Bonds: It′s All About Discounting
Before we delve into all the good stuff (swaps and options), let us review some fixed income basics.


Following the classical fixed income gospels, we remember that the Future Value, FV, on a horizon date of an investment PV at an annual interest rate of r , compounded m times a year, for N whole compounding periods is
FV = PV(1+r/m)N
For example, if m = 1, we have annual compounding FV = PV(1 + r )N, and N is the number of years until the future horizon date. If m = 2, we have semiannual compounding (standard for U.S. Treasury securities) FV = PV(1 + r /2)N, and N = 2T is the number of whole semiannual periods until the horizon date (T years from now).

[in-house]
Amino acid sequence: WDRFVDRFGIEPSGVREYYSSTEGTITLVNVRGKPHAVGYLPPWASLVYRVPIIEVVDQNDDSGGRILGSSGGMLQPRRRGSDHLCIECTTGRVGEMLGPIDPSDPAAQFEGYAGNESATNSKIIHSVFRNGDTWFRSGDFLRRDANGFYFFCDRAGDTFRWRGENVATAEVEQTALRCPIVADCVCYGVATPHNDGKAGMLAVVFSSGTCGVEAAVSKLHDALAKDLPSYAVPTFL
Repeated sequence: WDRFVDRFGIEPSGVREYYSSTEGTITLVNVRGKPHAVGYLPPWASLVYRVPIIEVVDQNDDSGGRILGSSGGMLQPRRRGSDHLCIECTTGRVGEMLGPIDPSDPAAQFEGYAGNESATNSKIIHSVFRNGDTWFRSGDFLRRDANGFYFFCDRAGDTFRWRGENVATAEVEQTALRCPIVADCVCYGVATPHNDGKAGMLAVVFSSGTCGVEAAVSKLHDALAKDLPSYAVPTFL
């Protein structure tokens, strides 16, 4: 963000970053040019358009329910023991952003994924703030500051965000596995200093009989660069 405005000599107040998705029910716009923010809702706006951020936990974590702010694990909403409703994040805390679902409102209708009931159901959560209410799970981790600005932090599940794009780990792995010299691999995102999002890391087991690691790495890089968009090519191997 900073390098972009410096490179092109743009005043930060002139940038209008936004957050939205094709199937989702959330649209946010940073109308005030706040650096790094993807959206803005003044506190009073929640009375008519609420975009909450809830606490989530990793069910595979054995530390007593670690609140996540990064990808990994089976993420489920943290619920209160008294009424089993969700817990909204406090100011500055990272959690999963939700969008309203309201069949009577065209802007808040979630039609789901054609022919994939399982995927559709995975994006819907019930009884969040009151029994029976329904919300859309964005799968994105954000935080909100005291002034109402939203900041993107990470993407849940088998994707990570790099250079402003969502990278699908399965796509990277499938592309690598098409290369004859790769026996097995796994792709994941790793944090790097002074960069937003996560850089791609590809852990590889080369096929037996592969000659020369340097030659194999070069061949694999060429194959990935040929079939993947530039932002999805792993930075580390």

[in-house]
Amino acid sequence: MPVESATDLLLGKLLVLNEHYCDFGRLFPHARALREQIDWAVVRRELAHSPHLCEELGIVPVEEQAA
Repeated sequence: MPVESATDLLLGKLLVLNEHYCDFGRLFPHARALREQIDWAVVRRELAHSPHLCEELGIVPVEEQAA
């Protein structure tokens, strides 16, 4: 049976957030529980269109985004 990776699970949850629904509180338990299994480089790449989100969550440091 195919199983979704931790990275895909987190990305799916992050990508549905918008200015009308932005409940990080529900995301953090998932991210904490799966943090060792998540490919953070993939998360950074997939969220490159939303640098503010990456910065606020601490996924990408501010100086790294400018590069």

The above formula can be easily generalized to incorporate horizon dates that are not a whole number of compounding periods away. We compute T as the number of years between the investment date and the horizon date, according to some day count basis, and come up with:
FV = PV(1 + r/m)Tm
From college math courses, we recall that as you increase the compounding frequency, the above, in the limit, becomes
and r is then referred to as the continuous compounding rate.
An alternative to using compounded rates is to use simple or noncompounding interest rates:
FV = PV(1 + r T)
where T is the number of years (can be fractional) to the horizon ...

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